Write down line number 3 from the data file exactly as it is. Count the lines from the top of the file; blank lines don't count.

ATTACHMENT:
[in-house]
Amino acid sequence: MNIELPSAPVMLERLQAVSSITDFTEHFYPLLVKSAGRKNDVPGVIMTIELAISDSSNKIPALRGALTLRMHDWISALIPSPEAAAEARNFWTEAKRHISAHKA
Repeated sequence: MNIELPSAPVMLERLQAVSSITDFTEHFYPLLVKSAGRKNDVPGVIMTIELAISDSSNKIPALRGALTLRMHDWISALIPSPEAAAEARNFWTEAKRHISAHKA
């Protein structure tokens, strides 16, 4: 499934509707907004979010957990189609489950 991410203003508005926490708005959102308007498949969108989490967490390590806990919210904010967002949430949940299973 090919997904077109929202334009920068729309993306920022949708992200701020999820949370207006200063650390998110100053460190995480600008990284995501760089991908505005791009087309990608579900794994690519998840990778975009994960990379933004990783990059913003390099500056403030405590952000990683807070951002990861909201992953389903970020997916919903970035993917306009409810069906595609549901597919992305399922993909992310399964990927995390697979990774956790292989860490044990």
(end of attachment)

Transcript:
Repeated sequence: MNIELPSAPVMLERLQAVSSITDFTEHFYPLLVKSAGRKNDVPGVIMTIELAISDSSNKIPALRGALTLRMHDWISALIPSPEAAAEARNFWTEAKRHISAHKA